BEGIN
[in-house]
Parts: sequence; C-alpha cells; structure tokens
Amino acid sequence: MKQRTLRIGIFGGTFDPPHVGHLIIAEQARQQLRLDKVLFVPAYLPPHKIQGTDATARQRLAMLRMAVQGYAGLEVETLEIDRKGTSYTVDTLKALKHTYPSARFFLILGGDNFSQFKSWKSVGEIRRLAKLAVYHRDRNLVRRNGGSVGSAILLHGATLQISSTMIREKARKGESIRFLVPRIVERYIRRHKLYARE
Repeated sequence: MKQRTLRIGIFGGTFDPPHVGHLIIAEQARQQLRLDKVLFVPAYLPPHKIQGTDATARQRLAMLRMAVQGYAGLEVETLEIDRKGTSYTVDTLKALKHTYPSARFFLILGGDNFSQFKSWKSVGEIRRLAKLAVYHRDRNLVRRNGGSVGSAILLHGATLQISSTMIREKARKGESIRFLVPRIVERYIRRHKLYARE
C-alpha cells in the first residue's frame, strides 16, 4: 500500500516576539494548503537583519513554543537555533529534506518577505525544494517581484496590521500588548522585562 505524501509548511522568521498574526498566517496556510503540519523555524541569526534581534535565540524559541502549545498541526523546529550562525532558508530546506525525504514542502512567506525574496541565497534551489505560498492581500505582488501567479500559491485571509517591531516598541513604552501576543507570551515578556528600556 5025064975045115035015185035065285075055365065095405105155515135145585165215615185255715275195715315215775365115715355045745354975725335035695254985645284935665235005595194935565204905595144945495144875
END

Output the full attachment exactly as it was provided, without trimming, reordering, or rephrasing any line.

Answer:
[in-house]
Parts: sequence; C-alpha cells; structure tokens
Amino acid sequence: MKQRTLRIGIFGGTFDPPHVGHLIIAEQARQQLRLDKVLFVPAYLPPHKIQGTDATARQRLAMLRMAVQGYAGLEVETLEIDRKGTSYTVDTLKALKHTYPSARFFLILGGDNFSQFKSWKSVGEIRRLAKLAVYHRDRNLVRRNGGSVGSAILLHGATLQISSTMIREKARKGESIRFLVPRIVERYIRRHKLYARE
Repeated sequence: MKQRTLRIGIFGGTFDPPHVGHLIIAEQARQQLRLDKVLFVPAYLPPHKIQGTDATARQRLAMLRMAVQGYAGLEVETLEIDRKGTSYTVDTLKALKHTYPSARFFLILGGDNFSQFKSWKSVGEIRRLAKLAVYHRDRNLVRRNGGSVGSAILLHGATLQISSTMIREKARKGESIRFLVPRIVERYIRRHKLYARE
C-alpha cells in the first residue's frame, strides 16, 4: 500500500516576539494548503537583519513554543537555533529534506518577505525544494517581484496590521500588548522585562 505524501509548511522568521498574526498566517496556510503540519523555524541569526534581534535565540524559541502549545498541526523546529550562525532558508530546506525525504514542502512567506525574496541565497534551489505560498492581500505582488501567479500559491485571509517591531516598541513604552501576543507570551515578556528600556 5025064975045115035015185035065285075055365065095405105155515135145585165215615185255715275195715315215775365115715355045745354975725335035695254985645284935665235005595194935565204905595144945495144875